Vichyssoise soup

A chilled leek and potato soup, often tinned, always excessively creamy, featured on virtually every summer menu in mid-1970s Soho, but its origins go back much further. Louis Diat, the chef at New York’s Ritz Carlton Hotel, claimed to have invented it in the 1930s saying, as all French chefs do, that it was inspired by his mother’s Potage bonne femme. Anywhere other than the States it could only be made in winter, as leeks were, and remain to this day, a strictly winter vegetable. The Yanks of course have no truck with something so silly as nature’s natural cycles and grow everything all year round. Diat probably didn’t invent the soup but he got to name it after his home town, Vichy (not as some experts claim because it should be made with Vichy water). What is unarguable is that the soup is a classic.

I wasn’t aware of the seasonal nature of leeks on the morning of my first day as a professional chef, when this soup was the first dish, on the first menu, of my short career. A shopping expedition to Berwick Street market produced no leeks and considerable panic. A phone call to my mother put me straight on the stupidity of using leeks in summer, but she did suggest that I try spring onions instead. Another sortie, this time to Chinatown, resulted in me finding enormous green spring onions and these were what I used to make the Vichyssoise. Leeks are in the shops all year round these days, but I suggest you avoid them in summer as they have woody cores and a sour taste. All vegetables have natural seasons which cooks ignore at their peril.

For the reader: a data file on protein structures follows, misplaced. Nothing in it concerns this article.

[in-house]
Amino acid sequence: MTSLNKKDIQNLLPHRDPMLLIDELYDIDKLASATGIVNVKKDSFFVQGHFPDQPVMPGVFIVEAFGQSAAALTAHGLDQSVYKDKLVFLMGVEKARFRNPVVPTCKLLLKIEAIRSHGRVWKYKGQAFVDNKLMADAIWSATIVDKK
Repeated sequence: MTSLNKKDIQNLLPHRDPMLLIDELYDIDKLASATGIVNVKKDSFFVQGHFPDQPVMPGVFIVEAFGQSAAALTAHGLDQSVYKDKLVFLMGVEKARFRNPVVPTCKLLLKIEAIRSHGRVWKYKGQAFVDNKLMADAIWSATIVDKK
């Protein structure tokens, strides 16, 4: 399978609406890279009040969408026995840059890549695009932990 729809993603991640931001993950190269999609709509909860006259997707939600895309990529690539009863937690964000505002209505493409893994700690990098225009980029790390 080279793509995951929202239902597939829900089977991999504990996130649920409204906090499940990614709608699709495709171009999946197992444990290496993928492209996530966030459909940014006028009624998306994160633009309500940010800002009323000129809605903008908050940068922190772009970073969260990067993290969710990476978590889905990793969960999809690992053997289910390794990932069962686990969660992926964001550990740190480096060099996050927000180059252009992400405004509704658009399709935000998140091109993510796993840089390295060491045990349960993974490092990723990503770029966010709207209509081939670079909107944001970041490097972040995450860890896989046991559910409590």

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  • 2 bunches large spring onions or 4 small leeks, trimmed, rinsed and coarsely chopped
  • 1 kg potatoes, peeled and diced (do not use new potatoes but virtually any other sort will do)
  • 50 g butter
  • salt and pepper
  • freshly grated nutmeg
  • 500 ml milk
  • 250 ml double cream
  • 1 small bunch chives, finely snipped


Melt the butter in a reliable saucepan over a low heat. Add the spring onions or leeks and sweat for 2 or 3 minutes. Season moderately with salt, pepper and a little nutmeg, then add the diced potatoes. Turn the heat up to medium and continue sweating the vegetables for about 5 minutes. The potatoes may well begin to stick, a sure sign for you to proceed to the next stage, which is to add the milk and just enough water to barely cover the vegetables. Stir and continue simmering, still on a medium flame, until the potatoes begin to break up. Allow to cool slightly then reserve 250 ml of the liquid and purée everything else: if the soup is too thick, add the extra fluid; if the consistency is fine, throw the surplus away. Pour in the cream, stir well, check the seasoning and refrigerate until well chilled.


Traditionally this soup is sipped from rather elegant cups known, oddly enough, as soup-cups. I see nothing wrong with this but please remember to sprinkle the top of the soup with finely snipped chives.